This general approach was in recognition of the particular operational and manpower policy requirements of the Defence Forces, which are widely acknowledged - by the pensions commission among others - as being different from all other public service groups. Key elements in that regard include the need for military personnel to maintain their levels of fitness for operational readiness at home and overseas, the maintenance of an appropriate age profile among military ranks and the dual requirement for regular turnover of personnel while also achieving the necessary balance in retaining experience and expertise, particularly at officer and NCO level.
The Defence Forces therefore require the ongoing application of specific terms and conditions of employment that support its operational and manpower policy objectives. This includes compulsory retirement ages that are considerably earlier than the public service norm of 60-65 and the capping of service in the case of the junior enlisted ranks. The committee will appreciate that the unique nature of military service requires the continued application of such provisions.
When formulating its recommended pension scheme terms for future military personnel, the pensions commission recognised the different and unique manpower policy objectives of the Defence Forces compared to all other public service groups. The commission also concluded that pension scheme design should be capable of supporting this policy.
Accordingly, based on the commission's recommendations, the agreed superannuation arrangements for post-April 2004 military personnel also include provision for fast accrual pension terms. This currently allows the accrual of full pension over a shorter period than the norm, in general over 30 years compared with 40 years usually. The concept of fast accrual is a key support of military manpower policy and operational requirements. Taken together, fast accrual and lower minimum pension age complement and support the military manpower objectives I have outlined, while also recognising the shorter career span of military personnel as a result of earlier compulsory retirement ages.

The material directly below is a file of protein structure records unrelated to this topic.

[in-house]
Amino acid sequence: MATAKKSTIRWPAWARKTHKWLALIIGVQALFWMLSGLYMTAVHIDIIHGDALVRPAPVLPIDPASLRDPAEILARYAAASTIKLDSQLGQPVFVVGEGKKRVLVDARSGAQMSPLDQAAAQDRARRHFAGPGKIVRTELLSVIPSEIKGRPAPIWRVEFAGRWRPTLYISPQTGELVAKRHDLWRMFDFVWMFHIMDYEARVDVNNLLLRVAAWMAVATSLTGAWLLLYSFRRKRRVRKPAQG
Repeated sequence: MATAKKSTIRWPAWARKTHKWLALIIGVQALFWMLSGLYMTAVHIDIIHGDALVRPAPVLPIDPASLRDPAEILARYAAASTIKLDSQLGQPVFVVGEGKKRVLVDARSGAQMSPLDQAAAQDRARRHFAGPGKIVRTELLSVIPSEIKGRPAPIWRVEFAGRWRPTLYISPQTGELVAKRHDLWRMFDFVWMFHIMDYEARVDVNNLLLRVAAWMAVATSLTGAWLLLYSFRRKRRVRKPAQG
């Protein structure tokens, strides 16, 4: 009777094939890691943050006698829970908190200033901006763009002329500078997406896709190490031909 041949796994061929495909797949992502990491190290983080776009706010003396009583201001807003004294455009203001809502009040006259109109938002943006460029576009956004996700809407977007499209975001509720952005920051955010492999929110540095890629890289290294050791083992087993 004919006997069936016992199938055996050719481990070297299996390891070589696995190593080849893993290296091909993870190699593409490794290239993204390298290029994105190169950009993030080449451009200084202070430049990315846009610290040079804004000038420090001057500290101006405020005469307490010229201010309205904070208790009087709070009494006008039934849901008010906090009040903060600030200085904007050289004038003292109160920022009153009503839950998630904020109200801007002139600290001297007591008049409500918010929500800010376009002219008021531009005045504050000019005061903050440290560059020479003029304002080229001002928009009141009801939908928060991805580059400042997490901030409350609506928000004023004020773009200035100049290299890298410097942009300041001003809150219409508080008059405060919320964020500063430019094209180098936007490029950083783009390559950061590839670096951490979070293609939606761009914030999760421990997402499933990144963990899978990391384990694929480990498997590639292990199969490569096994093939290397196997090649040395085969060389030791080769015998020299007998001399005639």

As indicated in the 2010 budget and the national pensions frameworkpublished in March, the Government has already embarked on the next stage of the pension reform process. The committee will, of course, be aware that the pensions debate applies to the overall State pensions bill including social welfare pensions. In the budget of 2010,my colleague, the Minister for Finance, drew attention to the very substantial current pension bill as well as the projected growth in our overall bill in the period to 2050.
Exchequer spending on public service pensions will be over €2 billion in 2010, while the State's overall pensions bill is expected to rise from about 5% to 13% of GDP by 2050. Two thirds of this increase in spending will go on social welfare pensions and the remainder on public service pensions. As the Minister for Finance said in his 2010 Budget Statement: "Cost increases on this scale cannot be ignored by a responsible Government determined to secure our economic future". Against that background, the committee will be aware that the Government has decided to introduce a new single pension scheme for all future new entrants joining the public service after 2010. As indicated in its national pensions framework: